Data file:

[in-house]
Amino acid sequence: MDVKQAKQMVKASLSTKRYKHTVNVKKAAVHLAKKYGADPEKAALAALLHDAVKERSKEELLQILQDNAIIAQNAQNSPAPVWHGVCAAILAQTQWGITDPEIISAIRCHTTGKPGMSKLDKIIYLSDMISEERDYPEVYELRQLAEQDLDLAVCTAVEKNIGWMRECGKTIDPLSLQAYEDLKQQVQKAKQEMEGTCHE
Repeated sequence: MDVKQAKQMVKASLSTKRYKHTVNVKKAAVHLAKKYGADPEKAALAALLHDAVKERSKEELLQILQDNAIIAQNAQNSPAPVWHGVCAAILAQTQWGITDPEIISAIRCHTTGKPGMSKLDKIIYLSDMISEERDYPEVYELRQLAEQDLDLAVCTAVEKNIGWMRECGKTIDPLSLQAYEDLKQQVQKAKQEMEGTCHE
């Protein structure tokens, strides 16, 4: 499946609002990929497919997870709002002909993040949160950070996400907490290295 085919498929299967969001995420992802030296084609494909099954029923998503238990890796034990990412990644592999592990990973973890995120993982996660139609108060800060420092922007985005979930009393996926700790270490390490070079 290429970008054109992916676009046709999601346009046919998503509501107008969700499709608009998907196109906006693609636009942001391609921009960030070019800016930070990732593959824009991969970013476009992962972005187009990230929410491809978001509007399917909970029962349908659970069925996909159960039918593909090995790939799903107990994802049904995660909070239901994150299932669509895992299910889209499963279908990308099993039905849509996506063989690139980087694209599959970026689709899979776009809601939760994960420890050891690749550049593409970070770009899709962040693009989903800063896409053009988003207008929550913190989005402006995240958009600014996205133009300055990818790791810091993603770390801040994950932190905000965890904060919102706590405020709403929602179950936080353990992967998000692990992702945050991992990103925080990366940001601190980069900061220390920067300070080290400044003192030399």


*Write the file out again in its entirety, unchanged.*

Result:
[in-house]
Amino acid sequence: MDVKQAKQMVKASLSTKRYKHTVNVKKAAVHLAKKYGADPEKAALAALLHDAVKERSKEELLQILQDNAIIAQNAQNSPAPVWHGVCAAILAQTQWGITDPEIISAIRCHTTGKPGMSKLDKIIYLSDMISEERDYPEVYELRQLAEQDLDLAVCTAVEKNIGWMRECGKTIDPLSLQAYEDLKQQVQKAKQEMEGTCHE
Repeated sequence: MDVKQAKQMVKASLSTKRYKHTVNVKKAAVHLAKKYGADPEKAALAALLHDAVKERSKEELLQILQDNAIIAQNAQNSPAPVWHGVCAAILAQTQWGITDPEIISAIRCHTTGKPGMSKLDKIIYLSDMISEERDYPEVYELRQLAEQDLDLAVCTAVEKNIGWMRECGKTIDPLSLQAYEDLKQQVQKAKQEMEGTCHE
């Protein structure tokens, strides 16, 4: 499946609002990929497919997870709002002909993040949160950070996400907490290295 085919498929299967969001995420992802030296084609494909099954029923998503238990890796034990990412990644592999592990990973973890995120993982996660139609108060800060420092922007985005979930009393996926700790270490390490070079 290429970008054109992916676009046709999601346009046919998503509501107008969700499709608009998907196109906006693609636009942001391609921009960030070019800016930070990732593959824009991969970013476009992962972005187009990230929410491809978001509007399917909970029962349908659970069925996909159960039918593909090995790939799903107990994802049904995660909070239901994150299932669509895992299910889209499963279908990308099993039905849509996506063989690139980087694209599959970026689709899979776009809601939760994960420890050891690749550049593409970070770009899709962040693009989903800063896409053009988003207008929550913190989005402006995240958009600014996205133009300055990818790791810091993603770390801040994950932190905000965890904060919102706590405020709403929602179950936080353990992967998000692990992702945050991992990103925080990366940001601190980069900061220390920067300070080290400044003192030399």